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End of Empire

Afua Hirsch

Moderated by Daniel Browning

It's been more than 200 years since the British laid claim to our country and called it Australia, but the legacy of colonialism lives on. Who gets included and excluded from the privileges of citizenship, and how can we move towards a truly inclusive, decolonised Australian identity?

On Stream | Talks & Ideas | Live from Sydney Opera House

"It is deeply unhealthy to have a national identity so fragile, that it cannot stand-up to historical facts."
Afua Hirsch

When will we outgrow the mother country?

For more than a century, Australian history was regarded as inherently British. Resting on the myth of terra nullius, the colonisers wrote the history books. Schoolchildren were taught about the civilizing, enlightening influence of British culture. But more recently, as the damage of colonialism becomes more widely recognised and discussed, new narratives have emerged: of dispossession, theft, genocide, and cultural displacement.

The gap between Indigenous and white Australians is a long way from closing, the Republican debate is on the backburner, and we're all obsessed with Meghan and Harry. What is it about British-ness that has been so enduring as a cultural ideal in Australia? What does being "British" even mean? What does cultural independence look like? Join this world-renowned writer for a timely discussion on the long-term global impact of British imperialism and its effects on the identity of all its subjects.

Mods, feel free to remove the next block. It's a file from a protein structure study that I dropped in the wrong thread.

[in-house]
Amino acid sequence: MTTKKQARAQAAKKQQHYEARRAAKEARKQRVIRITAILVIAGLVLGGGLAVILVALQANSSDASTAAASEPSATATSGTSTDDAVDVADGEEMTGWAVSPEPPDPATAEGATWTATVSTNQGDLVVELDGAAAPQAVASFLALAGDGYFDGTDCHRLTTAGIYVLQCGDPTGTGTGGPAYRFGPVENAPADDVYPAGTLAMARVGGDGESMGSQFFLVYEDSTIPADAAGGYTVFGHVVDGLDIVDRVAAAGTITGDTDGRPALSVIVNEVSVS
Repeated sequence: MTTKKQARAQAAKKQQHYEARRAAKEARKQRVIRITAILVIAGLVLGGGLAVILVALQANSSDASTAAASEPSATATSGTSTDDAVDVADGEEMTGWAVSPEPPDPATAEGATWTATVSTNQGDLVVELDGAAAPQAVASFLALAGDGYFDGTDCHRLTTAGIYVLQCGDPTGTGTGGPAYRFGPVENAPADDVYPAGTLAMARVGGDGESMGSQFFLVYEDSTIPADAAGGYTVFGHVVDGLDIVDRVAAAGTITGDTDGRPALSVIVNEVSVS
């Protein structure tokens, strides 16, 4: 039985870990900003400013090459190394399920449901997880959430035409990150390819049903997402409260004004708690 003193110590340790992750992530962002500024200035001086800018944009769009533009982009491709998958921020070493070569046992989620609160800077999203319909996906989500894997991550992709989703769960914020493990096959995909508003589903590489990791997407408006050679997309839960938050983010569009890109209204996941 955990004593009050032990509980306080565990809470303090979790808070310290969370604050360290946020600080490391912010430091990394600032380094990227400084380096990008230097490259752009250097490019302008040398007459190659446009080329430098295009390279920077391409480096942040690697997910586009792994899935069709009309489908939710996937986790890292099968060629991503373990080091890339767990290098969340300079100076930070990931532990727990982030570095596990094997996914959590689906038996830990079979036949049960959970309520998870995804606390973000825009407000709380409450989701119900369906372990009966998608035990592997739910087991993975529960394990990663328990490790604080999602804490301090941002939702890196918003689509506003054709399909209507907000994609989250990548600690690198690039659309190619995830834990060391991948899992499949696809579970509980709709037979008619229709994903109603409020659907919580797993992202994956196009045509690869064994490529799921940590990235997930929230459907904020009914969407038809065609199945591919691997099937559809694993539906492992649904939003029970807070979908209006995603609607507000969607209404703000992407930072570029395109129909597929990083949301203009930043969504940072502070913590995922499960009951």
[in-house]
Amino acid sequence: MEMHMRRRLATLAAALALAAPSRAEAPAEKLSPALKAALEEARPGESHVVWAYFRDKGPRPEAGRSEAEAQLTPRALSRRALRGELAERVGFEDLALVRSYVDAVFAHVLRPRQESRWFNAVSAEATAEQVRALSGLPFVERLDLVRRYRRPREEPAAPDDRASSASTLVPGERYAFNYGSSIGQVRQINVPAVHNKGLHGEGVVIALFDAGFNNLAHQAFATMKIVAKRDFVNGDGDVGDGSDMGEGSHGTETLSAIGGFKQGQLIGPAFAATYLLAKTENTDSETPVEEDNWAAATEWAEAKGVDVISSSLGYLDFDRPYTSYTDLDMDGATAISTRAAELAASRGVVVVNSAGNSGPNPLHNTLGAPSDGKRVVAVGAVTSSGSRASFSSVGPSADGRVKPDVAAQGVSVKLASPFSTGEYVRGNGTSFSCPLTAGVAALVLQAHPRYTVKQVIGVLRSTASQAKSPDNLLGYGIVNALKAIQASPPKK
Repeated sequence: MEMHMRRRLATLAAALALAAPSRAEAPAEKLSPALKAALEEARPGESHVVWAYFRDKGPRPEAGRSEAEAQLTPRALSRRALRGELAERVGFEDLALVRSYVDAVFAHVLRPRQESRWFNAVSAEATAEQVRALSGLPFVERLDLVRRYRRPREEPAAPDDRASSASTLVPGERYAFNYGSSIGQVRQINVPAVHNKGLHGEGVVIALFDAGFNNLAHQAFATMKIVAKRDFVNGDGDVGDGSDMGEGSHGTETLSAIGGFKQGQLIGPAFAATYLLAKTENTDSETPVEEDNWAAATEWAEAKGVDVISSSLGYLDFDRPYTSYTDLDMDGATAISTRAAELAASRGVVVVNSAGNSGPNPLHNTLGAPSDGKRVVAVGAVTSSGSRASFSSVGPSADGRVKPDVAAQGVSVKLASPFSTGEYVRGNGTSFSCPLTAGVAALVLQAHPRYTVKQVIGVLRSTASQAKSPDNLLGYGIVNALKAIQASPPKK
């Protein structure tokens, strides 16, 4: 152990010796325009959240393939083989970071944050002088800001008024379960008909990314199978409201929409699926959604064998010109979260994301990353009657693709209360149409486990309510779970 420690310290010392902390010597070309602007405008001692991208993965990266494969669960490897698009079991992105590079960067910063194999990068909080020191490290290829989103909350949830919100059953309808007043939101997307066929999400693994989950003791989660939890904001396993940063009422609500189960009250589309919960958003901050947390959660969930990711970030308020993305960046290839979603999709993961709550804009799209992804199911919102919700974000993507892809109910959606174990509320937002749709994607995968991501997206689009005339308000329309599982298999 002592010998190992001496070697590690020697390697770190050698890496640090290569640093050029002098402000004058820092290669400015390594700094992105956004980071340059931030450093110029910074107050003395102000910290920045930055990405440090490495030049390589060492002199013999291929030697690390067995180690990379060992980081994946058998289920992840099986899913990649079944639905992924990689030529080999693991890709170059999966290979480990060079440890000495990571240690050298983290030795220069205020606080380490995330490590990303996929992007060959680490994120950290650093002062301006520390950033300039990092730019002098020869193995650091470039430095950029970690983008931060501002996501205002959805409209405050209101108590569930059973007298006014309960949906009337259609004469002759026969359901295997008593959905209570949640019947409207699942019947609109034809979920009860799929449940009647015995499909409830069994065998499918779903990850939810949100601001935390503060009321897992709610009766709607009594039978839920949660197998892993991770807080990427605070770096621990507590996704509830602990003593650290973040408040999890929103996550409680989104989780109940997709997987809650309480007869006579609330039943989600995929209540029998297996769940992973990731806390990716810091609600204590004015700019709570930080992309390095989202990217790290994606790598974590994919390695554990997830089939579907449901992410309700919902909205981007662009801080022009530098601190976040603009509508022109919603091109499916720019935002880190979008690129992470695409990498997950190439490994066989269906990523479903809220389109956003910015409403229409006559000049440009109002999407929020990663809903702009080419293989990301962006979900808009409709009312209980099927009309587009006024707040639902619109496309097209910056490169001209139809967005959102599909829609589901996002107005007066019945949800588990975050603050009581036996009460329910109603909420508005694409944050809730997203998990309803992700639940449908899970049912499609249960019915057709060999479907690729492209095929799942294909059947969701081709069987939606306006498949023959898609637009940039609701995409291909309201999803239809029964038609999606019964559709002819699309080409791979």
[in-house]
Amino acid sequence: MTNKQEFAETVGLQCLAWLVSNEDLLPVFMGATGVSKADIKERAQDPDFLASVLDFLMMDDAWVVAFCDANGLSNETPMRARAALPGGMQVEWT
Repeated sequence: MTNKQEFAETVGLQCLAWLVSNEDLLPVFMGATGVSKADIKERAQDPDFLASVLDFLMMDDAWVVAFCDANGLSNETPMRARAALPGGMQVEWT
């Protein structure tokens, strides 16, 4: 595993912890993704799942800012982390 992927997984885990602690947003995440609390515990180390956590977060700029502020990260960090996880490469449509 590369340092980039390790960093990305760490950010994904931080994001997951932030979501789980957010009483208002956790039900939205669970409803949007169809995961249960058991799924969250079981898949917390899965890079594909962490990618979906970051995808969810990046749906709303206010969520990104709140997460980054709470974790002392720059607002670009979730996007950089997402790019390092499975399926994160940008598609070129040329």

Presented by Sydney Opera House

More about Afua Hirsch...

Afua is  the founder of Born in Me Productions, which creates scripted and non-scripted movies, TV shows and podcasts. She is the presenter of African Renaissance, a 3-part BBC about African art, and Enslaved, the most comprehensive documentary ever made on the history of the transatlantic slave trade, and a podcast series for Audible. In addition to her book Brit(ish): On Race, Identity and Belonging – winner of the Royal Society of Literature Jerwood Prize – Afua is the author of Equal to Everything, about the UK Supreme Court, and was a judge on the 2019 Booker Prize. 

More about Daniel Browning...

Daniel Browning, a proud Bundjalung and Kullilli man, is a journalist, radio broadcaster, sound artist and writer. He currently presents The Art Show on Radio National and leads the ABC's Indigenous Radio Unit. A visual arts graduate, Daniel is also a widely published freelance writer. He is a former guest editor of Artlink INDIGENOUS Global and the inaugural curator of Blak Box, an award-winning, architect-designed sound pavilion commissioned by Urban Theatre Projects, the multiform arts company based in Western Sydney. 

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